Sep 8, 2009

Improving database performance with Table Partitioning

Table Partitioning is new concept introduced in MS SQL 2005. Partitioning is concept of taking performance benefit from SQL server by splitting the tables in multiple parts, on the basis of values in pre-defined column. However in old days of sql (6.5-2000), good developers knew how to take benefit from sql by splitting tables. They used to create multiple tables instead of one table and writing check constraint to group data in tables. Let me try to explain you this concept using following example:

create table Sales_1
SKU varchar(20),
SaleDate datetime

alter table Sales_1
ADD CONSTRAINT sales_date_1 check(SaleDate < '2009-01-01')

create table sales_2 (
SKU varchar(20)
SaleDate datetime

alter table Sales_2 ADD CONSTRAINT sales_date_1 check (saledate >= '2009-01-01')

We have two tables, sales_1 and sales_2, on each table we have setup the check constraint. On one of the tables we added constraint to keep the records prior to 2009 and in other table we are keeping records where sales belong to 2009.

create view sales
select * from sales_1
union all
select * from sales_2

We created a view sales, in which we used union to get combine the rows from both of the tables. If you query data for date prior to 2009, it will hit only sales_1 table, and otherwise it will hit sales_2. This approach is when we think of archiving data, since in this case, we almost archived our prior to 2009 data and that table will not get hit, unless we write query to do that.

The only limitation to this approach was to inserting rows using views.

In sql 2005, it is quite easy and systematic approach to achieve the same thing, but using Table Partitioning. By default sql creates one partition for each table in database, however more than one partitions can be added to tables. Logically speaking partitioning is a horizontal split of rows. Each set of rows will be saved into certain partition that matches the value in specified column on the basis of certain rule.

Let's say, In your database you have data for ten years with million of rows, and you can split the data (rows) into ten different partitions and each partition belongs to each year. Thus it logically makes it well organized and also boosts the performance. This is importance to know that to get performance benefit, partitioning should be applied to large tables, where performance is generally poor, while selecting and storing data.

Well, once partitioning is in place, you don't need to worry about putting data into selective partitions, or while selecting data you don't need to worry about writing more than one queries. It would be SQL's duty to take care of partitioning rules.

Prior to creating partition on tables, two things needs to be followed, First creating function and second creating a scheme on basis of function. Once partition function and scheme are in place, last step will be to create table on the basis of function and scheme.

Partition Function

In simple terms, a partition function defines the logical boundary for the data. Let's take the same example as I took for partitioned view. I want to distribute the sales information of year 2008-2009 in first partition, 2009-2010 in second partition. To do this, first I need to decide which data type need to be considered to partition. Of-course in this case, it will be datetime datatype. One thing needs to be understand here that Partition Functions are independent of any tables. Partition functions can be referenced by any table.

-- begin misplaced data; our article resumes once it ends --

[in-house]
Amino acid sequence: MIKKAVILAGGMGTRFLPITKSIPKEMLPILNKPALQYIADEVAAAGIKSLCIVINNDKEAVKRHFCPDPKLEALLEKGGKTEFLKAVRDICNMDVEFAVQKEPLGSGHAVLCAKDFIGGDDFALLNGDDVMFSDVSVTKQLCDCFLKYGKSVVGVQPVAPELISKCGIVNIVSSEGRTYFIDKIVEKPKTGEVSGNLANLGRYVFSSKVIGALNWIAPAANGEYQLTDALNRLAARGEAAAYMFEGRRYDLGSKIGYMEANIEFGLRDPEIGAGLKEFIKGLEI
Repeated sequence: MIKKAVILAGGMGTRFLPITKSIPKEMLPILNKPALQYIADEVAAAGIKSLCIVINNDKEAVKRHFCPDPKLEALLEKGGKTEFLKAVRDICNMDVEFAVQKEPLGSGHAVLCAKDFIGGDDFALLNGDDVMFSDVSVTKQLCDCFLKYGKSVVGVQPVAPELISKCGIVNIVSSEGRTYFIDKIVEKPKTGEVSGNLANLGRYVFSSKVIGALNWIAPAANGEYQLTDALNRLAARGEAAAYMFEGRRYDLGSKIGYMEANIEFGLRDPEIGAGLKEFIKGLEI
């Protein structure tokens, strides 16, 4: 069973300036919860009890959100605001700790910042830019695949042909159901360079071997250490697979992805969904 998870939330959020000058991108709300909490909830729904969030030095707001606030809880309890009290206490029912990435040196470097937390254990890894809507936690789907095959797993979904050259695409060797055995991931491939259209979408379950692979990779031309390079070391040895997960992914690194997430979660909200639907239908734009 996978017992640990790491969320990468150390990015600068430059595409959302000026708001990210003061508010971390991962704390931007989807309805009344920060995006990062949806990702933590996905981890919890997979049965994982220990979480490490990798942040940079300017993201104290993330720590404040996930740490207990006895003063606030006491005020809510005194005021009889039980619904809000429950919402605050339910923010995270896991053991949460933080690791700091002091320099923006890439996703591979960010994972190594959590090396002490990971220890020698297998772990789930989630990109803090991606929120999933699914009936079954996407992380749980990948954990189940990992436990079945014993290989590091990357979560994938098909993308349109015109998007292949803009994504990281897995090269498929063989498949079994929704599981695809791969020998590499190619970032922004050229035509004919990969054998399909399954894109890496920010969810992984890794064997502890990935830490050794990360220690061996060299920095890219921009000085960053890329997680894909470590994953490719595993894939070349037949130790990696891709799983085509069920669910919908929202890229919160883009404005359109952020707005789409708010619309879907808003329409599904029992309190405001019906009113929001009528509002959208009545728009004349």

Now I know that I have to make the groups or boundaries, i.e. 2008-1-1 to 2008-12-31, then 2009-1-1 to 2009-12-31. There are two type of partition functions, Left Range Functions and Right Range Functions.

Left Range

Data equivalent to the boundary will move into the Left Partition. If left boundary is defined as the first boundary in the range then all data equivalent to the boundary or less than the boundary will move into the first partition. If we create a Left Range Function with boundaries of 2008-12-31, and 2009-12-31, then it creates three partitions. Partition 1 - values equal to 2008-12-31 or less than this. Partition 2 - values equal to 2009-12-31 and greater than 2008-12-31. Any value greater than 2009-12-31 will go into partition 3.


Right Range

The only difference between Left Range and Right Range is that using Right Range data equal to the boundary will move into the next partition. To accomplish the same result as Left Range, the Right Range can be defined in following way.

('2008-1-1', '2009-1-1')

Partition Schemes

This is not all. Once partition function is created, next step is to decide in to which file group partitioned data should go. In the function we created three different boundaries and to gain highest performance out of the partition function, we need to create three different file groups. Let's assume that I have created three different file groups, fg1, fg2 and fg3 on three different storage arrays. Partition scheme decides which file group the data should go for each partition.

AS PARTITION part_sales

Partition Table

Once the partition function and partition schemes are created, next step is to create the partition table. A partition table must be created with non clustered primary key. The clustered index while adding to the table, will partition the table on the basis of partition scheme.

productID int NOT NULL,
Sale_agent VARCHAR(50) NOT NULL,
Sale_Final_Date datetime NOT NULL

ON sales(sale_final_date)
ON ps_Sales(sale_final_date);

When you query the partition table, no special query is required. Query Optimizer it self choses the right partition to display the results.

I will write more blogs on partitioning that will show how to edit the partition, removing partition etc.

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